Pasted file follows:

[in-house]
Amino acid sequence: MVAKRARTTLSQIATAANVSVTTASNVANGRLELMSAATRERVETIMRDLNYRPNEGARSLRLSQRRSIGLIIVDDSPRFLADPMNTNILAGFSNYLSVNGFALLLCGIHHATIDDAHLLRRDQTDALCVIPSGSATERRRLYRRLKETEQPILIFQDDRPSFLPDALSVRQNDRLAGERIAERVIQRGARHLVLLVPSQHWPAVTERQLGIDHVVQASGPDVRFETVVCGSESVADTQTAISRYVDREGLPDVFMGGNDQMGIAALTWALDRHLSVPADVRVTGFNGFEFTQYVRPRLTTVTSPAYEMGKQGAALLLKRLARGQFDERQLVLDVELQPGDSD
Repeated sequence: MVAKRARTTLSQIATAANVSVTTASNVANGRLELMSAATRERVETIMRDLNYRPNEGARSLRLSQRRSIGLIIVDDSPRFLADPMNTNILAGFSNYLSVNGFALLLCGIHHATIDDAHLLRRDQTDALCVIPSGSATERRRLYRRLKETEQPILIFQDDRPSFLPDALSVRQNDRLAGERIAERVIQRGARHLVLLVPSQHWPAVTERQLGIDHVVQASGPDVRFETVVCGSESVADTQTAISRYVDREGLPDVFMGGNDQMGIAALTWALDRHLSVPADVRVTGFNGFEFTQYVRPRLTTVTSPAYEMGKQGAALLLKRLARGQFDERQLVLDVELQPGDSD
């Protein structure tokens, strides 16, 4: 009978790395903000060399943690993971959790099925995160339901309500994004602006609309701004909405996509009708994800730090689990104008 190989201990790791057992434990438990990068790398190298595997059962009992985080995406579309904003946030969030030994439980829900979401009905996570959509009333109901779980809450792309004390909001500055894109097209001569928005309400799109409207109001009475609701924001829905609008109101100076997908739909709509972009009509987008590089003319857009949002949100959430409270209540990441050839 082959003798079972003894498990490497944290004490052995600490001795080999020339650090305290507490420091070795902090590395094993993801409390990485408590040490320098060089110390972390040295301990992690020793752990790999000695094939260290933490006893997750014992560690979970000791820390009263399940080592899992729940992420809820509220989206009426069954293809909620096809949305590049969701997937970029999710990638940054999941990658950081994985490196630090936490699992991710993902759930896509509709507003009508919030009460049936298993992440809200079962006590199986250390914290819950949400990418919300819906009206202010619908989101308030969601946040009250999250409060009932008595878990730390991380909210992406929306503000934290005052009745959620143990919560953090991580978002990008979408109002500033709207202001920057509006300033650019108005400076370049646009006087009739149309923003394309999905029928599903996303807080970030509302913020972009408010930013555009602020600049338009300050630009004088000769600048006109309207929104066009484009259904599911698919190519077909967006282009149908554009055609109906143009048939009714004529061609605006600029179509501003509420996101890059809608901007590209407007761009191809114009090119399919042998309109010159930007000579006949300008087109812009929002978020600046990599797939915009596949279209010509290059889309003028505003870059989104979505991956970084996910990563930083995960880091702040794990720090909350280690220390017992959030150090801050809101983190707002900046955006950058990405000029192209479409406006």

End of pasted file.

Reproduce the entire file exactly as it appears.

[in-house]
Amino acid sequence: MVAKRARTTLSQIATAANVSVTTASNVANGRLELMSAATRERVETIMRDLNYRPNEGARSLRLSQRRSIGLIIVDDSPRFLADPMNTNILAGFSNYLSVNGFALLLCGIHHATIDDAHLLRRDQTDALCVIPSGSATERRRLYRRLKETEQPILIFQDDRPSFLPDALSVRQNDRLAGERIAERVIQRGARHLVLLVPSQHWPAVTERQLGIDHVVQASGPDVRFETVVCGSESVADTQTAISRYVDREGLPDVFMGGNDQMGIAALTWALDRHLSVPADVRVTGFNGFEFTQYVRPRLTTVTSPAYEMGKQGAALLLKRLARGQFDERQLVLDVELQPGDSD
Repeated sequence: MVAKRARTTLSQIATAANVSVTTASNVANGRLELMSAATRERVETIMRDLNYRPNEGARSLRLSQRRSIGLIIVDDSPRFLADPMNTNILAGFSNYLSVNGFALLLCGIHHATIDDAHLLRRDQTDALCVIPSGSATERRRLYRRLKETEQPILIFQDDRPSFLPDALSVRQNDRLAGERIAERVIQRGARHLVLLVPSQHWPAVTERQLGIDHVVQASGPDVRFETVVCGSESVADTQTAISRYVDREGLPDVFMGGNDQMGIAALTWALDRHLSVPADVRVTGFNGFEFTQYVRPRLTTVTSPAYEMGKQGAALLLKRLARGQFDERQLVLDVELQPGDSD
């Protein structure tokens, strides 16, 4: 009978790395903000060399943690993971959790099925995160339901309500994004602006609309701004909405996509009708994800730090689990104008 190989201990790791057992434990438990990068790398190298595997059962009992985080995406579309904003946030969030030994439980829900979401009905996570959509009333109901779980809450792309004390909001500055894109097209001569928005309400799109409207109001009475609701924001829905609008109101100076997908739909709509972009009509987008590089003319857009949002949100959430409270209540990441050839 082959003798079972003894498990490497944290004490052995600490001795080999020339650090305290507490420091070795902090590395094993993801409390990485408590040490320098060089110390972390040295301990992690020793752990790999000695094939260290933490006893997750014992560690979970000791820390009263399940080592899992729940992420809820509220989206009426069954293809909620096809949305590049969701997937970029999710990638940054999941990658950081994985490196630090936490699992991710993902759930896509509709507003009508919030009460049936298993992440809200079962006590199986250390914290819950949400990418919300819906009206202010619908989101308030969601946040009250999250409060009932008595878990730390991380909210992406929306503000934290005052009745959620143990919560953090991580978002990008979408109002500033709207202001920057509006300033650019108005400076370049646009006087009739149309923003394309999905029928599903996303807080970030509302913020972009408010930013555009602020600049338009300050630009004088000769600048006109309207929104066009484009259904599911698919190519077909967006282009149908554009055609109906143009048939009714004529061609605006600029179509501003509420996101890059809608901007590209407007761009191809114009090119399919042998309109010159930007000579006949300008087109812009929002978020600046990599797939915009596949279209010509290059889309003028505003870059989104979505991956970084996910990563930083995960880091702040794990720090909350280690220390017992959030150090801050809101983190707002900046955006950058990405000029192209479409406006």